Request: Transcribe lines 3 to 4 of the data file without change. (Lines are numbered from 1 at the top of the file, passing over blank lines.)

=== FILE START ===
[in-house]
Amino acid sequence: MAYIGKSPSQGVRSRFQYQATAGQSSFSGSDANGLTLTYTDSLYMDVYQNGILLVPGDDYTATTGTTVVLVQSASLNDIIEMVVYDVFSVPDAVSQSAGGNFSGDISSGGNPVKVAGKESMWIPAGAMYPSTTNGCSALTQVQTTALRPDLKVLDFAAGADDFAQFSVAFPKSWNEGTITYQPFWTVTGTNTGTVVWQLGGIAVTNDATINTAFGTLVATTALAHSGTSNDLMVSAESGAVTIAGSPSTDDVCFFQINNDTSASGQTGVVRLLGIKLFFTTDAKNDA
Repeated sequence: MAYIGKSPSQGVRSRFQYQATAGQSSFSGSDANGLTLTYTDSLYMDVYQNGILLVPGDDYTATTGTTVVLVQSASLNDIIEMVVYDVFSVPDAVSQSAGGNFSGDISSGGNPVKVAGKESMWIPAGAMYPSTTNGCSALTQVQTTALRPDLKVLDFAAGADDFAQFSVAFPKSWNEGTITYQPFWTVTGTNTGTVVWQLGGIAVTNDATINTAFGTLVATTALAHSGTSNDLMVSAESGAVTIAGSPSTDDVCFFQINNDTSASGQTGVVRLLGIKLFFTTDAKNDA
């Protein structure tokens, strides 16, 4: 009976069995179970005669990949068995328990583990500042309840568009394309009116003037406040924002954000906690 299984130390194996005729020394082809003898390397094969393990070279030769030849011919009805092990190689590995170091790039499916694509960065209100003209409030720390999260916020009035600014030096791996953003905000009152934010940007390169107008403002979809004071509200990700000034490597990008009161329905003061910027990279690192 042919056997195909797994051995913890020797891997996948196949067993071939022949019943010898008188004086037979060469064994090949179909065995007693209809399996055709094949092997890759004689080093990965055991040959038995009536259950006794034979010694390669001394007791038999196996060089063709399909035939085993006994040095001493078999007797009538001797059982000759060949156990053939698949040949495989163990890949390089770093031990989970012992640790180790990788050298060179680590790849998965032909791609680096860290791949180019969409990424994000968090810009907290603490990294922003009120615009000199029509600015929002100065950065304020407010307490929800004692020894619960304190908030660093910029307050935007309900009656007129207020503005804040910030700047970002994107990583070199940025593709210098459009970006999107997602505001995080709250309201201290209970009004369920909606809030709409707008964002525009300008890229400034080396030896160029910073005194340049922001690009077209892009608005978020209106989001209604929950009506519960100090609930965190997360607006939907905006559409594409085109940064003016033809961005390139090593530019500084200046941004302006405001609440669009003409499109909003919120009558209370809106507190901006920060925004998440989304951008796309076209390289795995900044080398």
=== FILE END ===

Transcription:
Repeated sequence: MAYIGKSPSQGVRSRFQYQATAGQSSFSGSDANGLTLTYTDSLYMDVYQNGILLVPGDDYTATTGTTVVLVQSASLNDIIEMVVYDVFSVPDAVSQSAGGNFSGDISSGGNPVKVAGKESMWIPAGAMYPSTTNGCSALTQVQTTALRPDLKVLDFAAGADDFAQFSVAFPKSWNEGTITYQPFWTVTGTNTGTVVWQLGGIAVTNDATINTAFGTLVATTALAHSGTSNDLMVSAESGAVTIAGSPSTDDVCFFQINNDTSASGQTGVVRLLGIKLFFTTDAKNDA
């Protein structure tokens, strides 16, 4: 009976069995179970005669990949068995328990583990500042309840568009394309009116003037406040924002954000906690 299984130390194996005729020394082809003898390397094969393990070279030769030849011919009805092990190689590995170091790039499916694509960065209100003209409030720390999260916020009035600014030096791996953003905000009152934010940007390169107008403002979809004071509200990700000034490597990008009161329905003061910027990279690192 042919056997195909797994051995913890020797891997996948196949067993071939022949019943010898008188004086037979060469064994090949179909065995007693209809399996055709094949092997890759004689080093990965055991040959038995009536259950006794034979010694390669001394007791038999196996060089063709399909035939085993006994040095001493078999007797009538001797059982000759060949156990053939698949040949495989163990890949390089770093031990989970012992640790180790990788050298060179680590790849998965032909791609680096860290791949180019969409990424994000968090810009907290603490990294922003009120615009000199029509600015929002100065950065304020407010307490929800004692020894619960304190908030660093910029307050935007309900009656007129207020503005804040910030700047970002994107990583070199940025593709210098459009970006999107997602505001995080709250309201201290209970009004369920909606809030709409707008964002525009300008890229400034080396030896160029910073005194340049922001690009077209892009608005978020209106989001209604929950009506519960100090609930965190997360607006939907905006559409594409085109940064003016033809961005390139090593530019500084200046941004302006405001609440669009003409499109909003919120009558209370809106507190901006920060925004998440989304951008796309076209390289795995900044080398």